The New RESOUND Highlights the True Strength of SDC
Roslyn Packer Theatre Friday, 28 October 2022
Reviewed by Heather Clements
After a couple of years in Covid-hibernation, the enthusiasm of seeing Sydney Dance Company (SDC) back on the stage is evident in both the dancers and audience on the opening night of RESOUND.
The new RESOUND triple bill highlights the true strength of SDC and takes every opportunity to show-off its incredibly talented and well-trained company. RESOUND celebrates the Company’s past identity in OCHO, revived from 2017; pays tribute to the traditional classical/contemporary style in SUMMER; and optimistically looks to the future of Australian dance with Stephanie Lake’s specially commissioned new work THE UNIVERSE IS HERE.
RESOUND opens with a return of artistic director Rafael Bonachela’s OCHO, meaning eight, which premiered in 2017. Eight dancers tell this story of human individuality and connection as they emerge from a stark glass box on stage and each proceed to deliver one of the most complex and hectic choreographic dance works, set to an original tribal electronica score by Nick Wales that culminates in calming Aboriginal song.
There are several parts to OCHO. Each dancer slowly emerges from the box enclosure to perform their individual stories and styles that highlights each performer’s strengths. The minimalistic costuming also complements this element. After the final dancer, Chloe Leong, finally emerges, she is alone on stage bringing a welcome visual relief to the busy work that emphasises the separateness we all feel as humans, Meanwhile, the other seven dancers return to the glass box where they perform an interesting montage of poses and physical connections set to colour and strobe lighting. Finally, when all eight dancers come together at the end they perform in unison, while still maintaining their individuality, in an exciting routine that is hectic and high energy.
Bonachela creates perfectly choreographed chaos in OCHO, with so much action and fluidity on stage at the same time but with nothing out of place and every dancer beautifully connecting with each other seamlessly. OCHO ends with a quietness and subdued lighting as the eight dancers come together to the haunting vocals of Aboriginal artist Rrawun Maymuru.
Without doubt, OCHO is a lengthy, epic masterpiece of music, movement and motion that intelligently conveys concepts of connection despite our human struggles and differences. It is clear why it earned Bonachela awards and praise in 2017. At times, the movement reminded me of leaves and debris caught up in a whirlwind making erratic but beautiful patterns of movement; the dancers’ physical agility and athleticism on full display. Personally, I wasn’t sure about the costume choices, but it does show the dancers’ vulnerabilities and physical prowess.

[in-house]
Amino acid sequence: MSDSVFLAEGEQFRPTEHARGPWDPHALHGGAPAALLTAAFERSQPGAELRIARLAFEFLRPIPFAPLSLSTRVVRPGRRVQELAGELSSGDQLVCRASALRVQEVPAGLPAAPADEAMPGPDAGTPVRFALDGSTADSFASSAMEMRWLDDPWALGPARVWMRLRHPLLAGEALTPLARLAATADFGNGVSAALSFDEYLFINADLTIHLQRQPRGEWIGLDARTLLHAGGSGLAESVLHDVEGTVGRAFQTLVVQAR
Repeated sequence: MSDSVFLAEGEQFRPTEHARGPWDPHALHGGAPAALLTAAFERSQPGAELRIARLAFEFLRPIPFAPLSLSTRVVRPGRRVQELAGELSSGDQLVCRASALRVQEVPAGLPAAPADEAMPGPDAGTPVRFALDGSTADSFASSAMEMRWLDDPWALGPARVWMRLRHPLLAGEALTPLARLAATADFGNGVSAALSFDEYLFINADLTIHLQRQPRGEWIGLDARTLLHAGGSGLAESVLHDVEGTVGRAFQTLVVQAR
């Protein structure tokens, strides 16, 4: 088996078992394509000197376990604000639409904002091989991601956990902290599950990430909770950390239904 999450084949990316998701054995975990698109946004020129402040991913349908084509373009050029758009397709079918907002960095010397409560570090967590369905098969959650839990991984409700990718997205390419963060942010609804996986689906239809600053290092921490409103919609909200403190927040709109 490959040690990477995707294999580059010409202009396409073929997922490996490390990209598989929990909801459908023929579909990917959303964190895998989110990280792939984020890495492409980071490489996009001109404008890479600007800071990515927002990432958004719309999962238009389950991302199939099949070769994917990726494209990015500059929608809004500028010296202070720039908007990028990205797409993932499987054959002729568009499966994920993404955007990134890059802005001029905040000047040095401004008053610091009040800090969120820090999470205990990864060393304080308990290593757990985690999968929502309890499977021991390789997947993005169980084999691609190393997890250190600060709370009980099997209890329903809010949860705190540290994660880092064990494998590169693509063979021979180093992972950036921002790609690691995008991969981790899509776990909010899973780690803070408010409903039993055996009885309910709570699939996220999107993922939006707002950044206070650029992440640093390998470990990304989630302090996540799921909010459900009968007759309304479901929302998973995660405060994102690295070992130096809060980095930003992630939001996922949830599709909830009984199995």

OCHO is probably even more relevant now in our chaotic, post-Covid lockdown world than it was in 2017.
Second on the program is SUMMER, a new trio work by Bonachela featuring dancers Emily Seymour, Liam Green and Dean Elliot. This short piece is the perfect antidote to OCHO as it provides an uplifting and fresh ambience as the dancers perform in colourful unitards against a stark black backdrop, focussing the eyes on every minute aspect of the clever trio work.
SUMMER draws heavily from the classical tradition of partnering and showcases the Company’s strong technical training and grounding in ballet. In ways, it is a reinterpretation of a traditional ballet trio of two males and one female dancer vying for each other’s attention. Created by Bonachela when the world was able to connect again after Covid lockdowns, SUMMER is an intricate display of technique and personal connection between the trio; there is always a physical connection at some point.
Set to original string composition by Kate Moore and performed by the Australian String Quartet, the dance culminates in a frenetic score with strobing lighting effects that make the dancers appear in stop motion. Visually, this was very effective and depicted the energy and brightness of the summer season. However, the true success of this work is the technically superb performances of the three dancers and how they deliver Bonachela’s intricate ideas.
After the interval, Sydney Dance Company concludes their comeback season with the world premiere of THE UNIVERSE IS HERE, by award-winning guest choreographer Stephanie Lake. Off the bat, THE UNIVERSE IS HERE is captivating as it opens with a live harpist on stage and a cracking thunderstorm. My attention is piqued!
Featuring almost the full Company there is so much happening throughout the work that highlights the innovation in Lake’s creative vision. ‘Golden’ and ‘euphoric’ are just two words that come to mind when trying to describe how this work makes me feel as a member of the audience. THE UNIVERSE IS HERE is a truly unique work with many dynamic performances set to myriad of music and dance styles, which constantly keep the audience engaged and excited to see what will happen next!
Lake creates innovative movements, shapes and patterns on her muses and it is clear that the whole process has been great fun for the dancers. Lake has been credited with re-imagining contemporary dance, and this work is testament to this. She utilises the full theatrical toolkit to get the most out of her works: music, human movement, structure, lighting, voice, set, and lighting. The resulting impact is almost whimsical in parts, but joyous all round as a true dance theatre experience is delivered in THE UNIVERSE IS HERE.
At this stage, Sydney Dance Company has no plans to tour RESOUND beyond its opening season of nine performances in Sydney. However, if you get the chance to watch any of these three works in the future be sure to get along and experience Sydney Dance Company at its finest.